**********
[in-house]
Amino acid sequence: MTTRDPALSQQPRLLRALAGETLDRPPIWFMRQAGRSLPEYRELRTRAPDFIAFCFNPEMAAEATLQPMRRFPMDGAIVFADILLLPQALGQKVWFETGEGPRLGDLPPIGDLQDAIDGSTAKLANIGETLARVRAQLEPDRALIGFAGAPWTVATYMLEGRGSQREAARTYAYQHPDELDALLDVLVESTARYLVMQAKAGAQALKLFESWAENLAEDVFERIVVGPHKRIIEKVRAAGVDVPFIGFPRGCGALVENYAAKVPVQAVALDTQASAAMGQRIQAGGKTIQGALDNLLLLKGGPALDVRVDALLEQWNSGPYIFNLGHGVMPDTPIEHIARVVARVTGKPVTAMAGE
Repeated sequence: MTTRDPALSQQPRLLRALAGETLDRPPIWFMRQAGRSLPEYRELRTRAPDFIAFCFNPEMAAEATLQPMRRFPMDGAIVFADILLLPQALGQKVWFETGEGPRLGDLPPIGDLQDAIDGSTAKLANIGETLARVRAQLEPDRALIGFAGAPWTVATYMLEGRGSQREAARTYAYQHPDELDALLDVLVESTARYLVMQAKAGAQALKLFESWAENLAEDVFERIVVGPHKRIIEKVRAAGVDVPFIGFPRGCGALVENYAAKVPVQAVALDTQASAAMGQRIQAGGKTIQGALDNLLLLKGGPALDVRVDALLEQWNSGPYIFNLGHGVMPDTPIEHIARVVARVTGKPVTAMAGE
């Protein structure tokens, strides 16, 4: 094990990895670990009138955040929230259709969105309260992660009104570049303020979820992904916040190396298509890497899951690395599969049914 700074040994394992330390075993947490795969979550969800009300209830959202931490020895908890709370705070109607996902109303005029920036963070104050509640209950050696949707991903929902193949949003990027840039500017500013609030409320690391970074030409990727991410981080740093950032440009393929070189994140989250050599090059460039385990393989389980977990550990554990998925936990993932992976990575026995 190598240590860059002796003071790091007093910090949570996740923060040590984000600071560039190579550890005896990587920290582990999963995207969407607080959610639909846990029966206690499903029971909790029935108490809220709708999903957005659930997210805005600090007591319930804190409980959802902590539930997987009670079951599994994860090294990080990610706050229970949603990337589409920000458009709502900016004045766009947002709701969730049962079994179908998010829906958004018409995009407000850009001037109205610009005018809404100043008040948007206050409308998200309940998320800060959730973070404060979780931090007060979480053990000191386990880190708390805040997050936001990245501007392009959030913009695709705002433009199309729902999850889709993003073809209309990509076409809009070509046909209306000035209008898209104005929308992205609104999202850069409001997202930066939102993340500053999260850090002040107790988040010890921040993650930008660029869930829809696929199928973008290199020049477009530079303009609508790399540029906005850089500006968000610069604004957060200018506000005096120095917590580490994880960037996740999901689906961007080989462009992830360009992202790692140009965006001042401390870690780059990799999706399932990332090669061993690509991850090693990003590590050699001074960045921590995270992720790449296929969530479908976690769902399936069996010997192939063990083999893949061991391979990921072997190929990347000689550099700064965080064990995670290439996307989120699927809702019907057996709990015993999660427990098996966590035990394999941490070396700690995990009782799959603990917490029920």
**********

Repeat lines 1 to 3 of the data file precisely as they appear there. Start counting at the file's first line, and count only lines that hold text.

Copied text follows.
[in-house]
Amino acid sequence: MTTRDPALSQQPRLLRALAGETLDRPPIWFMRQAGRSLPEYRELRTRAPDFIAFCFNPEMAAEATLQPMRRFPMDGAIVFADILLLPQALGQKVWFETGEGPRLGDLPPIGDLQDAIDGSTAKLANIGETLARVRAQLEPDRALIGFAGAPWTVATYMLEGRGSQREAARTYAYQHPDELDALLDVLVESTARYLVMQAKAGAQALKLFESWAENLAEDVFERIVVGPHKRIIEKVRAAGVDVPFIGFPRGCGALVENYAAKVPVQAVALDTQASAAMGQRIQAGGKTIQGALDNLLLLKGGPALDVRVDALLEQWNSGPYIFNLGHGVMPDTPIEHIARVVARVTGKPVTAMAGE
Repeated sequence: MTTRDPALSQQPRLLRALAGETLDRPPIWFMRQAGRSLPEYRELRTRAPDFIAFCFNPEMAAEATLQPMRRFPMDGAIVFADILLLPQALGQKVWFETGEGPRLGDLPPIGDLQDAIDGSTAKLANIGETLARVRAQLEPDRALIGFAGAPWTVATYMLEGRGSQREAARTYAYQHPDELDALLDVLVESTARYLVMQAKAGAQALKLFESWAENLAEDVFERIVVGPHKRIIEKVRAAGVDVPFIGFPRGCGALVENYAAKVPVQAVALDTQASAAMGQRIQAGGKTIQGALDNLLLLKGGPALDVRVDALLEQWNSGPYIFNLGHGVMPDTPIEHIARVVARVTGKPVTAMAGE